Crit­ics: Video of Acosta edited to be de­cep­tive

The Fresno Bee - - News - BY DREW HARWELL

White House press sec­re­tary Sarah Sanders on Wed­nes­day night shared a video of CNN re­porter Jim Acosta that ap­peared to have been al­tered to make his ac­tions at a news con­fer­ence look more ag­gres­sive to­ward a White House in­tern.

The edited video looks au­then­tic: Acosta ap­peared to swiftly chop down on the arm of an aide as he held onto a mi­cro­phone while ques­tion­ing Pres­i­dent Don­ald Trump. But in the orig­i­nal video, Acosta’s arm ap­pears to move only as a re­sponse to a tus­sle for the mi­cro­phone. His state­ment, “Par­don me, ma’am,” is not in­cluded in the video Sanders shared.

Crit­ics said that video – which sped up the move­ment of Acosta’s arms in a way that dra­mat­i­cally changed the jour­nal­ist’s re­sponse – was de­cep­tively edited to score po­lit­i­cal points. That edited video was first shared by Paul Joseph Wat­son, known for his con­spir­acy-the­ory videos on the far-right web­site In­fowars.

Wat­son said he did not change the speed of the video and that claims he had al­tered it were a “brazen lie.” But side-by-side com­par­isons sup­port claims from fact-check­ers and ex­perts such as Jonathan Al­bright, re­search di­rec­tor of the Tow Cen­ter for Dig­i­tal Jour­nal­ism at Columbia Uni­ver­sity, who ar­gued that cru­cial parts of the video ap­pear to have been sped up or al­tered.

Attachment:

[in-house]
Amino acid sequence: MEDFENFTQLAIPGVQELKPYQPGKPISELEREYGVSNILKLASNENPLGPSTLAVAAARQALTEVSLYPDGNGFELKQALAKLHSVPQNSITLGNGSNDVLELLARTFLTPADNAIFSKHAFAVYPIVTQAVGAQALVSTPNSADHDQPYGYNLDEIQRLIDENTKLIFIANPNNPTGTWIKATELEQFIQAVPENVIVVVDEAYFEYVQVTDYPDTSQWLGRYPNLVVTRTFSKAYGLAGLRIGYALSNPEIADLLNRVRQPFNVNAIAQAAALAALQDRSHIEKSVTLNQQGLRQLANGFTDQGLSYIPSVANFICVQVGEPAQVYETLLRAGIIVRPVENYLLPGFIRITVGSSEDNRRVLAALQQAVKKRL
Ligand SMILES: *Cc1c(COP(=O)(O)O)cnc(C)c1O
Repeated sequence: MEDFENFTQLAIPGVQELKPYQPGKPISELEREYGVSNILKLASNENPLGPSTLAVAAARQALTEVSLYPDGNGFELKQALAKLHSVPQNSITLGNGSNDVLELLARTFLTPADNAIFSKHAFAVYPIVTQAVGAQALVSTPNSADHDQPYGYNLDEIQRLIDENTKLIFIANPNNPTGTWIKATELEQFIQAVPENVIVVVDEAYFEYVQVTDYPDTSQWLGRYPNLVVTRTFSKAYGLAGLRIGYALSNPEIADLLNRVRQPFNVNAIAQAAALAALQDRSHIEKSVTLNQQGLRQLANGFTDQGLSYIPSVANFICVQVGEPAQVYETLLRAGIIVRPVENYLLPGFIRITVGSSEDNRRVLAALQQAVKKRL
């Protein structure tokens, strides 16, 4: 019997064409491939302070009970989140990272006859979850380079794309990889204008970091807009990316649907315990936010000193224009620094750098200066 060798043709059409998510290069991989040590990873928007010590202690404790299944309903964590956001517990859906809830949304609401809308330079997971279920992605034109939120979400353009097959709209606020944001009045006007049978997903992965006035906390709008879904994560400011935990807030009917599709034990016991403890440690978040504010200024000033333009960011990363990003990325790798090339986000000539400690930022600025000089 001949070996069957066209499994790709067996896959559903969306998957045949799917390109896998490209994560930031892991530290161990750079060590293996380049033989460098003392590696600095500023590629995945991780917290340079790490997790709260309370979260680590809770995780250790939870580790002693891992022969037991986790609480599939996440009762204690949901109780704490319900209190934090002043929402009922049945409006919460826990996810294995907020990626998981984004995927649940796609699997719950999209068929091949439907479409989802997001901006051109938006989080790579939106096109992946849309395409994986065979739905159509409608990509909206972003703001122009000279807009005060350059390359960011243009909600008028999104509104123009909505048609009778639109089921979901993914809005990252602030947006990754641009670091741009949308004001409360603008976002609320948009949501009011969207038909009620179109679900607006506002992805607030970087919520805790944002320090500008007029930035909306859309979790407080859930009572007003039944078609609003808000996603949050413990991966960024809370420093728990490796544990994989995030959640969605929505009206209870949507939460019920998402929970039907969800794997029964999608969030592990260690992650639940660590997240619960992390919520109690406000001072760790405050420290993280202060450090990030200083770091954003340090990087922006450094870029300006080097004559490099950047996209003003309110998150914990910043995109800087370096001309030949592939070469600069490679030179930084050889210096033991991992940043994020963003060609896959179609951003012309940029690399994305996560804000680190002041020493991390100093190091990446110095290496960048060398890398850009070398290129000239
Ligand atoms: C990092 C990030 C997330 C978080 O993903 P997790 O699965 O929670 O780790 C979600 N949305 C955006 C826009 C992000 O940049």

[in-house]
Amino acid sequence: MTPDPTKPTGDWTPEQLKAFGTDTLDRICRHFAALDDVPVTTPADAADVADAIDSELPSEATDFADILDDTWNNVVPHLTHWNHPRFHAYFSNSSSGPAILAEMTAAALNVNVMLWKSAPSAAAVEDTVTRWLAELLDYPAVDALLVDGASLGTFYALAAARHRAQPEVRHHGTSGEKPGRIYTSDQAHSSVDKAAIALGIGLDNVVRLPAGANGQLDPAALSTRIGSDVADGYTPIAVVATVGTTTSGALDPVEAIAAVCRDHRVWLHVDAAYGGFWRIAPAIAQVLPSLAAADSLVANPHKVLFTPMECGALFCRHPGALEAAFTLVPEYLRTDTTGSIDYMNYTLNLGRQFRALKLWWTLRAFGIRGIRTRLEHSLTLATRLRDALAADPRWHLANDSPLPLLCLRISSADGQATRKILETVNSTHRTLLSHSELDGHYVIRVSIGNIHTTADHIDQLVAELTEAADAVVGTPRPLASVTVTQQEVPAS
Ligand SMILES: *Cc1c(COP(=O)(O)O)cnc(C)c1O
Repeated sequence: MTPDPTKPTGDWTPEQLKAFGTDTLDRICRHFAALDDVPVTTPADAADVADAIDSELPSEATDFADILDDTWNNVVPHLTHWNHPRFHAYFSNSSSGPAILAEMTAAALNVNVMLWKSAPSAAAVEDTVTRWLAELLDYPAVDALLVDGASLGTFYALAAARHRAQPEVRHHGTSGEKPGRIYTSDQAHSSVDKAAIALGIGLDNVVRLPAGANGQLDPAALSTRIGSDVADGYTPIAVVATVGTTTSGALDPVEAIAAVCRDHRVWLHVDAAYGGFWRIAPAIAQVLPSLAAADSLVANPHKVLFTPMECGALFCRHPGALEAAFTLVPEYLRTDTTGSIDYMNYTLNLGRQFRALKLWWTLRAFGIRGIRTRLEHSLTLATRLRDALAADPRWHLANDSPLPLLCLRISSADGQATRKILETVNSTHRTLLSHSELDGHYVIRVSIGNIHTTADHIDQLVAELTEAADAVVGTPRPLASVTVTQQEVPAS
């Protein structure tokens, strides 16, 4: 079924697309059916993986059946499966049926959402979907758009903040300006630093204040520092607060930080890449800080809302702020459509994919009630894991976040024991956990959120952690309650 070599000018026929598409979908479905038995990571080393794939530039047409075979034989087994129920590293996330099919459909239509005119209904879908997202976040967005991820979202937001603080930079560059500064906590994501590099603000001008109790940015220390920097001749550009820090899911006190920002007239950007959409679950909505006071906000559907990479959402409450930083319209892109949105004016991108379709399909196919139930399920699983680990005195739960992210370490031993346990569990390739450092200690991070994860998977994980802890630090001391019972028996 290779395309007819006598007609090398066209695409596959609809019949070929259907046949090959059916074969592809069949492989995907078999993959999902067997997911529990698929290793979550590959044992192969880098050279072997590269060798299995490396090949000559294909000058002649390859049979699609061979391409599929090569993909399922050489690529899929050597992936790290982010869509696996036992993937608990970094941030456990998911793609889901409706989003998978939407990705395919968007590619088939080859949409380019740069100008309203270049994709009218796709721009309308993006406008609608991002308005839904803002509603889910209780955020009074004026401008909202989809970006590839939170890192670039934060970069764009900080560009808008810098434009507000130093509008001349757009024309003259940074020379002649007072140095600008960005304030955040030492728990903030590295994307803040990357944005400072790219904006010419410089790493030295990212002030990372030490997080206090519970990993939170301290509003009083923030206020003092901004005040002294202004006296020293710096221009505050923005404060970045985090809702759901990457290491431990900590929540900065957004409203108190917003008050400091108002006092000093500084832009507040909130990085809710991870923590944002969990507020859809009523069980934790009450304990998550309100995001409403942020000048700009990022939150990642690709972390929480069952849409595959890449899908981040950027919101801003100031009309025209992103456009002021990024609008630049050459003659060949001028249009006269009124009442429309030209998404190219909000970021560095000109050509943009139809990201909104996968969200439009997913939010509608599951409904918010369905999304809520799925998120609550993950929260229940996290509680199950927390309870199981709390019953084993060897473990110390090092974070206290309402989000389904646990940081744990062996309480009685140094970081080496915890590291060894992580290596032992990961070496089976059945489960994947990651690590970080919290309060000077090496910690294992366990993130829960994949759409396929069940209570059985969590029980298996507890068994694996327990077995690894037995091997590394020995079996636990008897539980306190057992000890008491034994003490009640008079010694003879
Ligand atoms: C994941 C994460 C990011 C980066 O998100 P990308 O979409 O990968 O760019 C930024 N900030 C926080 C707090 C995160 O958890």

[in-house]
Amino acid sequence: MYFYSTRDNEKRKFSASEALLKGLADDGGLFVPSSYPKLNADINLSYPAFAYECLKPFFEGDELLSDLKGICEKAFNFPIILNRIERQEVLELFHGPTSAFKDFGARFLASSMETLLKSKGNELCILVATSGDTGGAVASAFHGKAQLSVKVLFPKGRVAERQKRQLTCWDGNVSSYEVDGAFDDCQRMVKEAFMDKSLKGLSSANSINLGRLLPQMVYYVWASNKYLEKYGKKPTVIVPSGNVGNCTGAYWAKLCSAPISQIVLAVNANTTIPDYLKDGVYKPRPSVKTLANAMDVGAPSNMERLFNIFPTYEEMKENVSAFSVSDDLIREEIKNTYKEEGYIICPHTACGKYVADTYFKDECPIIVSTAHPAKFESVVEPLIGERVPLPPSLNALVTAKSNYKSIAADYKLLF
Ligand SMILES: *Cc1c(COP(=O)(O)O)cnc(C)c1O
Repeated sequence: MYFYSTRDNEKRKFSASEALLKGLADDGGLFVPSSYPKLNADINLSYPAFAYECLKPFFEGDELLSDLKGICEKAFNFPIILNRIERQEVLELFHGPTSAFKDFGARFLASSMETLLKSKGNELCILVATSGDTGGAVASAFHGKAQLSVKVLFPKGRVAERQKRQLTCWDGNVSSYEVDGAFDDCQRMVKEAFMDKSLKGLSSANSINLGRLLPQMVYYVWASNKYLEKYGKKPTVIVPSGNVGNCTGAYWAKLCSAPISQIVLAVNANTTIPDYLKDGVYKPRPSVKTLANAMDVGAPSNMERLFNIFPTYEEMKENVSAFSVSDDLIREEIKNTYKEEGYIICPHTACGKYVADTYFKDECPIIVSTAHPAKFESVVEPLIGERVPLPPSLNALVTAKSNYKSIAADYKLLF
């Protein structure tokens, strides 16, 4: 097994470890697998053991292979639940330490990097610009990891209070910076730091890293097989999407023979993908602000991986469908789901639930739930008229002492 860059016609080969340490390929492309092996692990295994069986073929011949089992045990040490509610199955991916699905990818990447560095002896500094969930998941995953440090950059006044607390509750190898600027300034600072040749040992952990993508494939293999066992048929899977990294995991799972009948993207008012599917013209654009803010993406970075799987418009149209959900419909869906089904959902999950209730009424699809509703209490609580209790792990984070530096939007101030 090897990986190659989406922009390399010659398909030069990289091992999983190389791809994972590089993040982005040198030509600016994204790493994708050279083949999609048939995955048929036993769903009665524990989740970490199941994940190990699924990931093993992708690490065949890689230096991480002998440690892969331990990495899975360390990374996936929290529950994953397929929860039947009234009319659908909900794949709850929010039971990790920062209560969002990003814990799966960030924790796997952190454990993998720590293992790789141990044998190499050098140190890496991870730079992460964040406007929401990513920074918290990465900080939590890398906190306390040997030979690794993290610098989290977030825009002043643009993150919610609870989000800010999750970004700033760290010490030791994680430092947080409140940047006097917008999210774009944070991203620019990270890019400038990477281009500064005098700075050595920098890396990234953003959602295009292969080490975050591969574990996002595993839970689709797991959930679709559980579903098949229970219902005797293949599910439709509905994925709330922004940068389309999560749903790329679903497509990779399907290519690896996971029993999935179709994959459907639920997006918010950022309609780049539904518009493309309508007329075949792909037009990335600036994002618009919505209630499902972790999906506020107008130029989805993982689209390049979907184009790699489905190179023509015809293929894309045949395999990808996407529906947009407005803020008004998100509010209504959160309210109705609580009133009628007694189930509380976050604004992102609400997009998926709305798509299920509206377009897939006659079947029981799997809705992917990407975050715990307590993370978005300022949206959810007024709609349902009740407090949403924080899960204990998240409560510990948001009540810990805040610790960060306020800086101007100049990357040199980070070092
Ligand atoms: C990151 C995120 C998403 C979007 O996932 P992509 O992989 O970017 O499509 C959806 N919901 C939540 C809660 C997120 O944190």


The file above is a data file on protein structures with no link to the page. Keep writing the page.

The video has high­lighted how video con­tent has be­come as vul­ner­a­ble to po­lit­i­cal dis­tor­tion as any­thing else.

Al­bright said videos like this pose an even greater risk of per­pet­u­at­ing mis­in­for­ma­tion than com­pletely faked news videos, be­cause they con­tain a grain of truth and will likely be given the as­sump­tion of ac­cu­racy.

Matt Dor­nic, a CNN com­mu­ni­ca­tions ex­ec­u­tive, tweeted that Sanders’ shar­ing of the video was “ab­so­lutely shame­ful.” “You re­leased a doc­tored video – ac­tual fake news. His­tory will not be kind to you,” he wrote.

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